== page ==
Victoria’s life sciences supercomputer will continue to operate for another two years, thanks to a $6.65 million funding top-up from the state government following the expiry of its original grant term.
The Victorian Life Sciences Computation Initiative (VLSCI) is touted as the world’s largest computational facility dedicated to biological and health studies. It was kicked off in 2009 thanks to $50 million in start-up capital from the government, matched by another $50 million worth of private and research sector contributions.
It currently runs on an IBM Blue Gene/Q supercomputer and high memory X86 systems for crunching genomics, proteomics and imaging applications.
But after five years, the $50 million government funding will dry up at the end of 2014, Director of the VLSCI, Professor Peter R Taylor told iTnews.
A spokesman for Technology Minister Gordon Rich-Phillips said the new money will “enable the program to run for another two years”.
“Victorian Government funding support for the VLSCI is an important component of our continued focus on developing strong and vibrant health and biotechnology sectors,” Gordon Rich-Phillips said in a statement this morning.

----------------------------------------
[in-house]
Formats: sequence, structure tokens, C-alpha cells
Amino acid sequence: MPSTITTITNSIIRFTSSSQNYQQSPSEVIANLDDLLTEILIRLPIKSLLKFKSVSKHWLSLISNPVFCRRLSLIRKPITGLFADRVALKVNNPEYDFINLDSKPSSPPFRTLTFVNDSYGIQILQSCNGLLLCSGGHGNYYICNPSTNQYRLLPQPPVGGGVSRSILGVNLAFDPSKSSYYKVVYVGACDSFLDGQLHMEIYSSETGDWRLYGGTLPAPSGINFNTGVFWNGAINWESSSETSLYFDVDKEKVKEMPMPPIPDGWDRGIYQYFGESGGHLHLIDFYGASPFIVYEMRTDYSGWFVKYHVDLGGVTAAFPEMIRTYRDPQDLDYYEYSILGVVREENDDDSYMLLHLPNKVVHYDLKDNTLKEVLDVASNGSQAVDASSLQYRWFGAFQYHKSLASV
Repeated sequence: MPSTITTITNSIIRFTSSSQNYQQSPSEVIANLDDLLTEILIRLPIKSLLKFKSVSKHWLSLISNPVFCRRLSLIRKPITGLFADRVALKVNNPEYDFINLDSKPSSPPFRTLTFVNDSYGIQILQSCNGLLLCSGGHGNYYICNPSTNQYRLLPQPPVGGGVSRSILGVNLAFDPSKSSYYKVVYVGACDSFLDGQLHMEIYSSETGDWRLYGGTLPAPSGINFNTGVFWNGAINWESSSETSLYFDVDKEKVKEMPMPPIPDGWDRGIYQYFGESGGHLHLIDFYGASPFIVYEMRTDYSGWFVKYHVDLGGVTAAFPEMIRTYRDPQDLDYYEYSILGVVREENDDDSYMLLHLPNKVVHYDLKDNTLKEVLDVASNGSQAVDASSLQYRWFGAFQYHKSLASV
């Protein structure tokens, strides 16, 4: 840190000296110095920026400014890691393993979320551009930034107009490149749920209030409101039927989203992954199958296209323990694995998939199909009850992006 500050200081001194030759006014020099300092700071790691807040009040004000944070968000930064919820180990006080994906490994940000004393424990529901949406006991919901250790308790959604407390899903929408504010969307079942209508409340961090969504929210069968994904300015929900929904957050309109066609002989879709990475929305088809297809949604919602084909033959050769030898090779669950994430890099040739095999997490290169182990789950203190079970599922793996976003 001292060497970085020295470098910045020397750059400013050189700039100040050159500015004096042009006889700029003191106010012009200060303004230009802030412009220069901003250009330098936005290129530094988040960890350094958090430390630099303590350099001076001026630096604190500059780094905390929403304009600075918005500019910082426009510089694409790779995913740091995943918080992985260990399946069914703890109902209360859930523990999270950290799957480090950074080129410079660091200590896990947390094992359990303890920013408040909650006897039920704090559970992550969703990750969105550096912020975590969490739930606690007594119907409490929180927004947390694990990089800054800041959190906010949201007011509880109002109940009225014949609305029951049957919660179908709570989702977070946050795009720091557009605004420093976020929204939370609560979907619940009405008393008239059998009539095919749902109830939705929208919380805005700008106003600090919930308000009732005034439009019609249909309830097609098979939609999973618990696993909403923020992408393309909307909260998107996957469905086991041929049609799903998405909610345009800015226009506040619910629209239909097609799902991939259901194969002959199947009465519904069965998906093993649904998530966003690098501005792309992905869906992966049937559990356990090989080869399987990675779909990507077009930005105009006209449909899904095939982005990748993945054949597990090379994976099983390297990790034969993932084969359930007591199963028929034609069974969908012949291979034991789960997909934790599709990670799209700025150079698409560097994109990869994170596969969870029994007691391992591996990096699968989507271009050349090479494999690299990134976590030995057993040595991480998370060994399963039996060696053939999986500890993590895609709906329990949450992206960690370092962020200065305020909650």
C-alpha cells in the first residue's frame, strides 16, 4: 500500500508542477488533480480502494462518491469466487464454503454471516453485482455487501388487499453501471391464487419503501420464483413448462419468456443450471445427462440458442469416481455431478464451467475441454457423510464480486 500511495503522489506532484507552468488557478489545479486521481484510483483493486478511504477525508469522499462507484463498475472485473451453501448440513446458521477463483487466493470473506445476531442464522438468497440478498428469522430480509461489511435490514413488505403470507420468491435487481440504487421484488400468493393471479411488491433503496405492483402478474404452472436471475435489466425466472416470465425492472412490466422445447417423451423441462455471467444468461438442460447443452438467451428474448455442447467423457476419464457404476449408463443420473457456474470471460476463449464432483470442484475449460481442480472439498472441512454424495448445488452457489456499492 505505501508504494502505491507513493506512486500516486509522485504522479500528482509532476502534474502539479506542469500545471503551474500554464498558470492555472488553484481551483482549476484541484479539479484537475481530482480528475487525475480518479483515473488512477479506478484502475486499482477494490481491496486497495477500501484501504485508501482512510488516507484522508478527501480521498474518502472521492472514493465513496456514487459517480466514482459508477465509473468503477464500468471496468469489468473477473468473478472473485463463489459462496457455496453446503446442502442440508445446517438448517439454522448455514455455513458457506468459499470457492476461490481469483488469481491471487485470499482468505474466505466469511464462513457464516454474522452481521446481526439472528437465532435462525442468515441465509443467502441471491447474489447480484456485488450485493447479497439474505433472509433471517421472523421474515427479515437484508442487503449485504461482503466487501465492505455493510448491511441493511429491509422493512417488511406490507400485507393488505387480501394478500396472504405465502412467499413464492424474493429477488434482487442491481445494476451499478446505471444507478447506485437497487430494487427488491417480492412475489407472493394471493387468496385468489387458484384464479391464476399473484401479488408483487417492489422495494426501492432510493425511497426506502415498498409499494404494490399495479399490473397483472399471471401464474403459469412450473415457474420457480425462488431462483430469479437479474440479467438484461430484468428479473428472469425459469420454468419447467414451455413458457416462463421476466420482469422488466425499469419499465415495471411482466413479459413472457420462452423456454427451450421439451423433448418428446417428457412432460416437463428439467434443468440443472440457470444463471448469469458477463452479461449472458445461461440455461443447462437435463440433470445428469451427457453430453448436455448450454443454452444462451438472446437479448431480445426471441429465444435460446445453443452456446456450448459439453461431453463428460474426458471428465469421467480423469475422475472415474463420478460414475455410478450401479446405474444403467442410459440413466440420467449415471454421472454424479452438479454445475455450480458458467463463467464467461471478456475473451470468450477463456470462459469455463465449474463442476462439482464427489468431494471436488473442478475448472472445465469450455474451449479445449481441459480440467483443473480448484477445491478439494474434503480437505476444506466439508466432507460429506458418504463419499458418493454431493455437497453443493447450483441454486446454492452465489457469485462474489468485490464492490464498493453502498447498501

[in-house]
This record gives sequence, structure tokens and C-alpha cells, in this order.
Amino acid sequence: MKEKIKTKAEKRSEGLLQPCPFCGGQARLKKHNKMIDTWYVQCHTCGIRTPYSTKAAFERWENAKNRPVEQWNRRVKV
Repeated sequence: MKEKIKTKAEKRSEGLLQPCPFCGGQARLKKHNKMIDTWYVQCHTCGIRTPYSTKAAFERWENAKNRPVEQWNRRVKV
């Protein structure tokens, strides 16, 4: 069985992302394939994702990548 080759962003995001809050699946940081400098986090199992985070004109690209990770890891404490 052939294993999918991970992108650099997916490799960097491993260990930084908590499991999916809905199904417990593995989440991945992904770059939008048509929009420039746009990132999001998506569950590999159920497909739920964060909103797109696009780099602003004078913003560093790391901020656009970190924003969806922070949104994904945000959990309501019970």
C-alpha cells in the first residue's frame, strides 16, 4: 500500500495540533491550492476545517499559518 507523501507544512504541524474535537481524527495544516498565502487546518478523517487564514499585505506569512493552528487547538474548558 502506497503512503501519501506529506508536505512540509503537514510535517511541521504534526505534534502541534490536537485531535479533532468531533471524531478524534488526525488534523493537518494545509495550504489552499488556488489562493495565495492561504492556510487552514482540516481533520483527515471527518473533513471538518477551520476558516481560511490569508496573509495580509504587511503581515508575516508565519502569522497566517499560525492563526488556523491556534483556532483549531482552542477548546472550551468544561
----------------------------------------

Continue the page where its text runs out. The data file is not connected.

“Victoria’s life sciences-related businesses will now have greater access to the world’s most advanced life sciences research facilities, enabling them to tap into the expertise of our leading computational biologists to help grow and improve their businesses,” he said.
However, beyond 2016 the facility’s future is not so secure.
“We continue to approach both Victorian and Federal Governments and other stakeholders to assist us in the long term viability of the facility,” explained Taylor.
“In this way we hope to ensure that Victorian and Australian industries are well-placed to compete in the fast-paced world of personalised medicine, cancer genomics and biomedical imaging and to meet the complex challenges facing the agri-bio sector,” he said.
The VLSCI is central to an Australian-based study into bending light to make objects ‘invisible’, being led by Deakin University’s Tiffany Walsh for the US Air Force.
Earlier this year Walsh told iTnews that the power of the VLSCI was critical to her decision to undertake the research in Australia.
The VLSCI is one of a number of supercomputing projects in Australia currently funded under one-off grants, which had led for some to call for a more strategic, rolling fund to ensure Australia's investment in high performance computing is spent more efficiently.